The Occupy Movement, Worship and the Imagination of the Church

Author: James Butler


In the first week of the Occupy Movement’s occupation outside St Paul’s Cathedral, St Paul’s made two mistakes. Initially they wrongly assumed that there was such a thing as neutral ground, and after realising their first mistake they made another in thinking they could play the role of ‘honest broker’. Let me explain.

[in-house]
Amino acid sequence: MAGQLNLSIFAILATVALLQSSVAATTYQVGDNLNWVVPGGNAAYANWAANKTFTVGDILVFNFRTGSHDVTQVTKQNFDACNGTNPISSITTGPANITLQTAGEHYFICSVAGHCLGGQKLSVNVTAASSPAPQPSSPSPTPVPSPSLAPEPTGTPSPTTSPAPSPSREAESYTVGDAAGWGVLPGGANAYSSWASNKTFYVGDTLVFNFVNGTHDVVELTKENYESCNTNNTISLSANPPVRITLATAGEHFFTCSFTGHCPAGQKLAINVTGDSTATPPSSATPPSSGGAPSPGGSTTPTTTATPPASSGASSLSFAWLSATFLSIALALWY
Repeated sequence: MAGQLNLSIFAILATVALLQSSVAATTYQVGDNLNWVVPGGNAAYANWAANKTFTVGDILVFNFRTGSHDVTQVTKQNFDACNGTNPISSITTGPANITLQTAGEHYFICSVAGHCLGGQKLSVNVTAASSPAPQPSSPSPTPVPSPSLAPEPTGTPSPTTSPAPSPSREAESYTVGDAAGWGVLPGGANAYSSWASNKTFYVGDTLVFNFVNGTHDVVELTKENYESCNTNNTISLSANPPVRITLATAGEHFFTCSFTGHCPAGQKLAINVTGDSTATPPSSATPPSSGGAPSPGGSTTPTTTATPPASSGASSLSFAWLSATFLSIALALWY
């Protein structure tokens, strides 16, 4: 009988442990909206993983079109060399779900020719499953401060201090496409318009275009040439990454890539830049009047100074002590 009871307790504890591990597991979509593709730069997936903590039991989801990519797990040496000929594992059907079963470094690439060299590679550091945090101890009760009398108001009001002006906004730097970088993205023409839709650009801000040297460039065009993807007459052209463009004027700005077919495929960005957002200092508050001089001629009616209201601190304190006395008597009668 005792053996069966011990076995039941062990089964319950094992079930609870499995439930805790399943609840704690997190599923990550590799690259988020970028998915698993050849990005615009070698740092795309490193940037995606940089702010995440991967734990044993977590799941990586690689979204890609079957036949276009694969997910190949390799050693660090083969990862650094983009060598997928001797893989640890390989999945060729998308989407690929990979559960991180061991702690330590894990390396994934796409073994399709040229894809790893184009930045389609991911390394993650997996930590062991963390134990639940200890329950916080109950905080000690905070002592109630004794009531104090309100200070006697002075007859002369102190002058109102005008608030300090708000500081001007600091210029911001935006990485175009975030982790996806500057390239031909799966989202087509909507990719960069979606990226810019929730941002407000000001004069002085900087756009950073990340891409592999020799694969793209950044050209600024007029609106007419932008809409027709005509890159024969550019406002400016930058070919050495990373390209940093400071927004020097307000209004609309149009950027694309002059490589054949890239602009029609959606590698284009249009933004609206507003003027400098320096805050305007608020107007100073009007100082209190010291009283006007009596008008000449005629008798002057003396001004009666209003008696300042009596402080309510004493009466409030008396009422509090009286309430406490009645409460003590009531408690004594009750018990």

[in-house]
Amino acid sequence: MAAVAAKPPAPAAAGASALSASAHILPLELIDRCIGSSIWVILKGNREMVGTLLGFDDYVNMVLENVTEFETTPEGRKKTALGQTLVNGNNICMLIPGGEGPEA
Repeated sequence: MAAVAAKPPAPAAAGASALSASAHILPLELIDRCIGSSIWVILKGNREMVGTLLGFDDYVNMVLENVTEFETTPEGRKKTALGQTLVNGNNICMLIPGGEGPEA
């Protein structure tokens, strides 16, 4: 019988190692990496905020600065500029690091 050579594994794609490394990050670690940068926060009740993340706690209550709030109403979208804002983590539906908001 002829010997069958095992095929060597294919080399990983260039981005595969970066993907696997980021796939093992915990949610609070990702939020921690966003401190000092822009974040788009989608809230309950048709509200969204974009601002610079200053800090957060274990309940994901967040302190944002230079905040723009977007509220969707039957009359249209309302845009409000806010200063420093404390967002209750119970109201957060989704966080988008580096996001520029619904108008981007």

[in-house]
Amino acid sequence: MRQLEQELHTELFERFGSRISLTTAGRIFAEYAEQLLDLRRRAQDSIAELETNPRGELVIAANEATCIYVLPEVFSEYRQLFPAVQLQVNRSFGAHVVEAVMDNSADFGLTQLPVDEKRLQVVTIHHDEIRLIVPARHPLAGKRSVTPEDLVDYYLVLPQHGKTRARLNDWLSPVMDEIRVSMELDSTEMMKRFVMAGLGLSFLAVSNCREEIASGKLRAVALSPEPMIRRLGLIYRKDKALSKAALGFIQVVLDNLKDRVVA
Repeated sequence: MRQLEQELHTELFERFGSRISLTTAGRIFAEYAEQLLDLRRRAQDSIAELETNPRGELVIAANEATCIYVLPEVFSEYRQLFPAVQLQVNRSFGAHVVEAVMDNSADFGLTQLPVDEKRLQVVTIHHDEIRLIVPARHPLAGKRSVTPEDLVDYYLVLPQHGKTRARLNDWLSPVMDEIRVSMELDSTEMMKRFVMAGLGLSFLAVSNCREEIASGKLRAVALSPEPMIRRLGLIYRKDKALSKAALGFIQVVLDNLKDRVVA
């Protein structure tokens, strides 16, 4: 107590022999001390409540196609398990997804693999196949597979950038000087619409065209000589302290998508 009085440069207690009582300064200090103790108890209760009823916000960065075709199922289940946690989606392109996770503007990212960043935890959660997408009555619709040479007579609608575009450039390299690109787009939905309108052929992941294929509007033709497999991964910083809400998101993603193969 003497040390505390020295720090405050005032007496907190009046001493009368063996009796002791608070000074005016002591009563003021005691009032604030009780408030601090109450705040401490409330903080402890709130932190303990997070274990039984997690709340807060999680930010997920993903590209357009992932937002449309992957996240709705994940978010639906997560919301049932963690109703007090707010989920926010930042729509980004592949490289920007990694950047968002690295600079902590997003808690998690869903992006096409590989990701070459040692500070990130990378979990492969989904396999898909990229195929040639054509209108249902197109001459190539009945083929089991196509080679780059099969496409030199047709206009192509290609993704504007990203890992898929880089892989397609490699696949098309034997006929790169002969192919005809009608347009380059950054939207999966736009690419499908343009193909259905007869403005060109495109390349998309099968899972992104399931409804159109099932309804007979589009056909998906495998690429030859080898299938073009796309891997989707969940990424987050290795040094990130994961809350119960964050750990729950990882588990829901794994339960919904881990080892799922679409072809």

At the beginning of the occupation sides were drawn and everyone waited to hear what St Paul’s’ view would be. It mistakenly thought that staying silent was to express ‘no opinion’ and to remain outside the debate in some neutral ground. In reality it found that by remaining silent it was seen as siding with the banking sector, inadvertently giving support to its desire to have the occupiers forcibly removed. What’s worse is that in remaining silent, instead of staying out the way, it became a wall of protection around the banks because most of the debate centred around St Paul’s and how St Paul’s should respond, rather than about the City of London and the Banking Sector.

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